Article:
Each year, about 27,000 women age 45 or younger are diagnosed with breast cancer in the United States. Of those, about 4% are pregnant at the time of their diagnosis.
This diagnosis during what is already a worrying and thrilling time can require a woman to make agonizing decisions about her own health and the health of the fetus. In some cases, the most appropriate but difficult decision may be to terminate the pregnancy – an option that a recent U.S. Supreme Court decision has significantly limited or taken away from women in many states.
In a perspective published Saturday in The New England Journal of Medicine, University of Colorado Cancer Center members Nicole Christian, MD, an assistant professor of surgical oncology in the CU School of Medicine, and Virginia Borges, MD, a professor of medical oncology, detail how the Supreme Court decision in Dobbs V. Jackson Women’s Health Organization will harm some patients.
The decision, which holds that the U.S. Constitution does not confer a right to obtain an abortion and overturned the landmark Roe v. Wade decision from 1973, has led to new restrictions on reproductive choice, including limiting or denying abortion access in many states.
“Our job as doctors is to provide patient-centered, evidence-based care, and making moral judgments about a patient’s decisions is not how we accomplish that goal,” Christian says. “Reproductive care is health care, and the most important thing I can do in navigating these choices with patients is to give them unbiased information and support them in decision making.”
Potential to harm
Christian and Borges emphasize in the perspective that while they are oncologists rather than clinicians who provide abortion services, the Dobbs decision has the potential to harm some of their patients. “Indeed, the harmful effects will become a reality for all clinicians who care for women of childbearing age,” they write.
“When the Dobbs ruling came out, I had a lot of thoughts about how it impacted me personally as a woman in America,” Christian says. “Then I thought about how lucky I am that I take care of patients in Colorado, where the state legislature has protected reproductive health choices. But as a regional health care center, we see patients from states with much more restrictive options. I have patients from Oklahoma, Nebraska, occasionally Texas, and their options are a lot more limited now.”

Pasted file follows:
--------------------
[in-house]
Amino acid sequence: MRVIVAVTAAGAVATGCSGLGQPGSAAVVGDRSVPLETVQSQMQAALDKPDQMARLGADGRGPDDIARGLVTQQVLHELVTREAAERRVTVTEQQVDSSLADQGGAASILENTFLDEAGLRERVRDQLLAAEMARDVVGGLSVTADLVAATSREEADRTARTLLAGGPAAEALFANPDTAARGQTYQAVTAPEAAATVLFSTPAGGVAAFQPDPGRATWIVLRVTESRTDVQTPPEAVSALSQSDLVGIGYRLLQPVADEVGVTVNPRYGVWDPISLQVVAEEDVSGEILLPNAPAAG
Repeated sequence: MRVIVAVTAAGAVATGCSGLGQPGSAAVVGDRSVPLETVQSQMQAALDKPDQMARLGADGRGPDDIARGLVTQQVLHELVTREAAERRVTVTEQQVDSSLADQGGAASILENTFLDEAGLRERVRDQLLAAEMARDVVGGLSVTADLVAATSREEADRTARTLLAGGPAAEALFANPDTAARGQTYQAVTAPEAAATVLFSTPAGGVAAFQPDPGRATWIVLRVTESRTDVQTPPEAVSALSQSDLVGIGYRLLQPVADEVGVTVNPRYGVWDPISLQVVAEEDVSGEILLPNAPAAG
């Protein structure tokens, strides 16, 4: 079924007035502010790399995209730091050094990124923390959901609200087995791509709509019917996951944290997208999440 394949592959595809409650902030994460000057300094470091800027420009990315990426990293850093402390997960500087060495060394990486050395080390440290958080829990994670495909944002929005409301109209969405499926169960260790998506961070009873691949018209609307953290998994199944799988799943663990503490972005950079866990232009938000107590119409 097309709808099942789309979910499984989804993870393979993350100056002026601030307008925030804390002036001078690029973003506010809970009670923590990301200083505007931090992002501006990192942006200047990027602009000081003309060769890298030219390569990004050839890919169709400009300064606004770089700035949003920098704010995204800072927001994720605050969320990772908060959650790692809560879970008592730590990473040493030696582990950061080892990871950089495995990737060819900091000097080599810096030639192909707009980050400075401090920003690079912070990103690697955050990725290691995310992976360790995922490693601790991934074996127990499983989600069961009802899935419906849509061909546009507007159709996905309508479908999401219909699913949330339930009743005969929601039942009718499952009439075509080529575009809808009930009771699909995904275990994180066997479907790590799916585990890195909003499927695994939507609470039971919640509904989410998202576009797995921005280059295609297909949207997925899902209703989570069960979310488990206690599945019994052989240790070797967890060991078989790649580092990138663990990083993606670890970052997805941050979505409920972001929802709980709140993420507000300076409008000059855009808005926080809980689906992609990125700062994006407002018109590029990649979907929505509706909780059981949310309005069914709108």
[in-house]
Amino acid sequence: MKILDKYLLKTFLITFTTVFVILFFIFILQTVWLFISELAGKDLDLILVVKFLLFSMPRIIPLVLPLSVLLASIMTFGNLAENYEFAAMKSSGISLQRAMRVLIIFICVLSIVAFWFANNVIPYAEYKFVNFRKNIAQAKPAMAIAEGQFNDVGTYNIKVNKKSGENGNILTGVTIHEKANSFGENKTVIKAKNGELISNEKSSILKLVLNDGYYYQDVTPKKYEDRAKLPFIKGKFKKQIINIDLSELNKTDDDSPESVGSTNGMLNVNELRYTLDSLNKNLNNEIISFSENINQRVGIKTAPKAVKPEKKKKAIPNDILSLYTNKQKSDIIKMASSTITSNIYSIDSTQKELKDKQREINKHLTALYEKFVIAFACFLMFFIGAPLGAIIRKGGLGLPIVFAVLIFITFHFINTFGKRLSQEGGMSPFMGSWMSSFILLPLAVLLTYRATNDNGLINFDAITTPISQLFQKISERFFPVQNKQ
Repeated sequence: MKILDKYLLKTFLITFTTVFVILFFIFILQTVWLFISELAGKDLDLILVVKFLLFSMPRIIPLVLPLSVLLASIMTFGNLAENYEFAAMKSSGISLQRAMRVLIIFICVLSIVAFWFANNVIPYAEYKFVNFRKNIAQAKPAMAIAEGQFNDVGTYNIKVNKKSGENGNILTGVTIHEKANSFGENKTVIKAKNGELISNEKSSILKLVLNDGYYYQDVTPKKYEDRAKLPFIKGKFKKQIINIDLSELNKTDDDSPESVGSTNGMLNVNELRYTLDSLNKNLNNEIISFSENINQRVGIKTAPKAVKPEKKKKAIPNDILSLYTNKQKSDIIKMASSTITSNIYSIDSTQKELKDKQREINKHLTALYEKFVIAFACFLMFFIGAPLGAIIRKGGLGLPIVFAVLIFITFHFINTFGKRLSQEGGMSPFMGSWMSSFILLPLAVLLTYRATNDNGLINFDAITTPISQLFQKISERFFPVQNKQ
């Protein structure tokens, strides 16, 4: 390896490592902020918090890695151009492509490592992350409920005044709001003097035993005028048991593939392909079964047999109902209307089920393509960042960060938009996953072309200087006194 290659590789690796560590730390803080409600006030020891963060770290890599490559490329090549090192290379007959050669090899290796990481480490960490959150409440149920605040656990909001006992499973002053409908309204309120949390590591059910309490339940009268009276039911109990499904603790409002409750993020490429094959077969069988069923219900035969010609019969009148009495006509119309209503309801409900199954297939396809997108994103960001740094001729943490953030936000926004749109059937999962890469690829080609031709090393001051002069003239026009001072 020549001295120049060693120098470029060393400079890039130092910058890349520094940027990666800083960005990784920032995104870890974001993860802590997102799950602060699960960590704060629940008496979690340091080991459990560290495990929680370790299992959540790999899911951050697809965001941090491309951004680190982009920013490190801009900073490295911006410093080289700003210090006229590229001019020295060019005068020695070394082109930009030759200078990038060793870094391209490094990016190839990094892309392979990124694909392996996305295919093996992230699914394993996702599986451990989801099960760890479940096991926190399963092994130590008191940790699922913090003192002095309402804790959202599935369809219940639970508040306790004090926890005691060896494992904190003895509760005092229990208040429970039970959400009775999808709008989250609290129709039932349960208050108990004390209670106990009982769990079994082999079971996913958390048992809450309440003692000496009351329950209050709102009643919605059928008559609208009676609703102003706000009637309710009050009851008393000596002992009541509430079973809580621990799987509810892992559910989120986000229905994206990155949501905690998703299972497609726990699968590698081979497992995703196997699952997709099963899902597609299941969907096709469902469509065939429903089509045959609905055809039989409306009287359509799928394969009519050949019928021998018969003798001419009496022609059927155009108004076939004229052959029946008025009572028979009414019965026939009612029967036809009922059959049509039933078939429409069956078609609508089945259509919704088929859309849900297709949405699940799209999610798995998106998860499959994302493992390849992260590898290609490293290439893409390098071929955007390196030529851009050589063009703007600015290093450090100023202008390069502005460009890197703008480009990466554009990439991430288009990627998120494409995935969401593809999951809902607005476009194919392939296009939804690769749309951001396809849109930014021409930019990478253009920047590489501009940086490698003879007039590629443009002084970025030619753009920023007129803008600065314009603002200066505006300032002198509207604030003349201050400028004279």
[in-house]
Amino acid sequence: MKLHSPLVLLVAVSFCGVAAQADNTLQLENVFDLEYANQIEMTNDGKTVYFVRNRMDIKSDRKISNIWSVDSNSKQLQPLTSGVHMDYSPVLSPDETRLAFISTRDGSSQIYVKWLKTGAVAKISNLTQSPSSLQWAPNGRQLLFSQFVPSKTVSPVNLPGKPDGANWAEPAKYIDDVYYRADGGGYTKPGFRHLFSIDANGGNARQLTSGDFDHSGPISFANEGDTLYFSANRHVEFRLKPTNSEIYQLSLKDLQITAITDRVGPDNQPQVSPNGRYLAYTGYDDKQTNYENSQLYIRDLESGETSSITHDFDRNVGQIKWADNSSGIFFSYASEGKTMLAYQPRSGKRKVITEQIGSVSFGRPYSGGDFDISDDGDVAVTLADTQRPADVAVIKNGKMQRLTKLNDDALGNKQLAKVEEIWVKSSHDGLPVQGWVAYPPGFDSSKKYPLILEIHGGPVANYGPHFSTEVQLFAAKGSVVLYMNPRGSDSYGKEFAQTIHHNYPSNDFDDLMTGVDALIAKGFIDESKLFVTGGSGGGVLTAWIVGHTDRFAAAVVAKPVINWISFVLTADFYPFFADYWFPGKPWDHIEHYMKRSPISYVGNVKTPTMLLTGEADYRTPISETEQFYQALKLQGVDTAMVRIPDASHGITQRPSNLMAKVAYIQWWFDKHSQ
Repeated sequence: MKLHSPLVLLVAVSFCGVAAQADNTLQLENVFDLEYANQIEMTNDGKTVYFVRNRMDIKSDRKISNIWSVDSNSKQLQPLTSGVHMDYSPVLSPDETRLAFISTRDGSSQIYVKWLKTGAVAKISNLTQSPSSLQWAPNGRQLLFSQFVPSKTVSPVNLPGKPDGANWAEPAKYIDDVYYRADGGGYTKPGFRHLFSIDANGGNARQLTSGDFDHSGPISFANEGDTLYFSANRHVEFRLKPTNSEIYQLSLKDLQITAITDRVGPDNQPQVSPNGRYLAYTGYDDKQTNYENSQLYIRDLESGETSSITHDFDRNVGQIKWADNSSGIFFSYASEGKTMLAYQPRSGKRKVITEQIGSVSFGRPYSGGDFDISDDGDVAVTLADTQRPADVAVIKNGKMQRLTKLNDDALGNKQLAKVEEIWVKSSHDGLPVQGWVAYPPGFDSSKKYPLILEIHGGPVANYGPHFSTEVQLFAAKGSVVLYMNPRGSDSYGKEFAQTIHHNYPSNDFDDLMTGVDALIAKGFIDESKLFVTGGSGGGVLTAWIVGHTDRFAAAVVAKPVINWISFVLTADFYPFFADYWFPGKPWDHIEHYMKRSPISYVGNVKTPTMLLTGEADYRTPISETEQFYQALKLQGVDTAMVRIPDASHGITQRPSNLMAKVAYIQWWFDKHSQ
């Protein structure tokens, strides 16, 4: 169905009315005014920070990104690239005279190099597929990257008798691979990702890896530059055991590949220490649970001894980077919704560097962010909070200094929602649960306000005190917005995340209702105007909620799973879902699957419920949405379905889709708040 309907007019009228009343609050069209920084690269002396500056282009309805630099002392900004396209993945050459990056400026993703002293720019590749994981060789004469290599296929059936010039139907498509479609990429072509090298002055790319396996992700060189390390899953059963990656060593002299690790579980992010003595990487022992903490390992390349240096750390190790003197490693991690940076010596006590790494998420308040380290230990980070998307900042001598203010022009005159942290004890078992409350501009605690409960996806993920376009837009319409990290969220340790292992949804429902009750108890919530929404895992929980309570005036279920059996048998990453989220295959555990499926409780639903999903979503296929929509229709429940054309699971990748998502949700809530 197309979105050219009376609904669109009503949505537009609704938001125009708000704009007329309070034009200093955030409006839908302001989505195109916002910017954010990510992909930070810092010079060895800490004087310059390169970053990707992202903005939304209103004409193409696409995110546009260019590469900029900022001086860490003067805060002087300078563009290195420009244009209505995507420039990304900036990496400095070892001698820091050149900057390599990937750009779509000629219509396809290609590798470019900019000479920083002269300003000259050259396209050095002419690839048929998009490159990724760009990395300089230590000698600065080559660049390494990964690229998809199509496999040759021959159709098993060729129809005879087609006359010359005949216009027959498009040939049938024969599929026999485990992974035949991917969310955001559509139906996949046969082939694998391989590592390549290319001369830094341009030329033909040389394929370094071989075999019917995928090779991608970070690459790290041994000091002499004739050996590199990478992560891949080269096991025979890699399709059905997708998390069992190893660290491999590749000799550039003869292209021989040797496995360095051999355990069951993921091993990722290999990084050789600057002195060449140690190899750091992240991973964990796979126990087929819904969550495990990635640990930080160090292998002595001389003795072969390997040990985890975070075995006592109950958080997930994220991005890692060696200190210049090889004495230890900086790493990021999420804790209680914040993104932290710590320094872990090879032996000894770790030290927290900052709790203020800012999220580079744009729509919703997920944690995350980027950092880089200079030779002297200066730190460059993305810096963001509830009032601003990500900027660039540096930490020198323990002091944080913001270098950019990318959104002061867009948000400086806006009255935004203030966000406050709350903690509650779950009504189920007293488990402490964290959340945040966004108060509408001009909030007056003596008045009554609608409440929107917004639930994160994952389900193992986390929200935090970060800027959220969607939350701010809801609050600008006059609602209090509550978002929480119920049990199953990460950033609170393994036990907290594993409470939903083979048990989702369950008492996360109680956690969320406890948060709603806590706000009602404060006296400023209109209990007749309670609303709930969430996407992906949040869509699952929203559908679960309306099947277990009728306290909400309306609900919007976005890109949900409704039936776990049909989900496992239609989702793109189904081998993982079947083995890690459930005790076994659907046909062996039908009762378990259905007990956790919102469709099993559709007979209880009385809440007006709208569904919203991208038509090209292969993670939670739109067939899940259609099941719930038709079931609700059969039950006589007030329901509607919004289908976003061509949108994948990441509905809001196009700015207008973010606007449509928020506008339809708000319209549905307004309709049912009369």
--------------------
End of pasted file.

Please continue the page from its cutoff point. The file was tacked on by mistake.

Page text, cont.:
For women who are diagnosed with breast cancer during pregnancy, the weight of decisions they must make to help ensure the health of the fetus are compounded by decisions they must make regarding their own health.
“For most of our patients who are pregnant with breast cancer, it’s a highly desired pregnancy,” Christian says. “Some of our patients have come through fertility treatments, some have had secondary infertility and been trying to have another child for a long time. They may already have children, and suddenly have to face balancing the decisions associated with a wanted pregnancy and medical interventions that may not be compatible with a healthy pregnancy.”
Making informed decisions
Even when breast cancer patients receive innovative, multidisciplinary care from CU Cancer Center teams, “there remain situations, however, in which we cannot offer complete or safe treatment to a pregnant person with a breast cancer diagnosis,” Christian and Borges write. “And even when we can, it may be overwhelming or impossible for the patient to manage breast cancer treatment in addition to pregnancy — and then care for a newborn.”
For some patients balancing pregnancy and a breast cancer diagnosis, abortion is the necessary and correct option. “Under Dobbs, some U.S. patients will be forced to carry a high-risk pregnancy and will have limited choices for treating their cancer. Making this compromise could result in worse oncologic outcomes and a greater risk of death for these patients — risks that apply to pregnant patients with any type of cancer,” Christian and Borges write.
Women who receive a breast cancer diagnosis during pregnancy must make a series of difficult decisions about the health of the fetus and their own health, as well as assess the risk to both if they decide to continue the pregnancy during cancer treatment.
“In situations where women decide to continue with the pregnancy, which is a decision we will support, it’s not at no risk to the fetus,” Christian says. “We may be exposing the fetus to toxic chemicals that are necessary to effectively treat the breast cancer, but that’s a risk that women are having to make decisions about.”
Deciding to terminate a pregnancy following a breast cancer diagnosis “is an extremely difficult choice and one that women do not make lightly,” Christian says. “Denying women this essential reproductive health care only makes what is already an excruciating time that much harder.”
Christian and Borges emphasize that “these difficult decisions should be informed by physicians’ extensive training and understanding of the scientific literature, and made as part of the meaningful dialogue of a patient–physician relationship. They are not decisions that should be made by the state. Though our team is multidisciplinary, there is no role in it for the government.”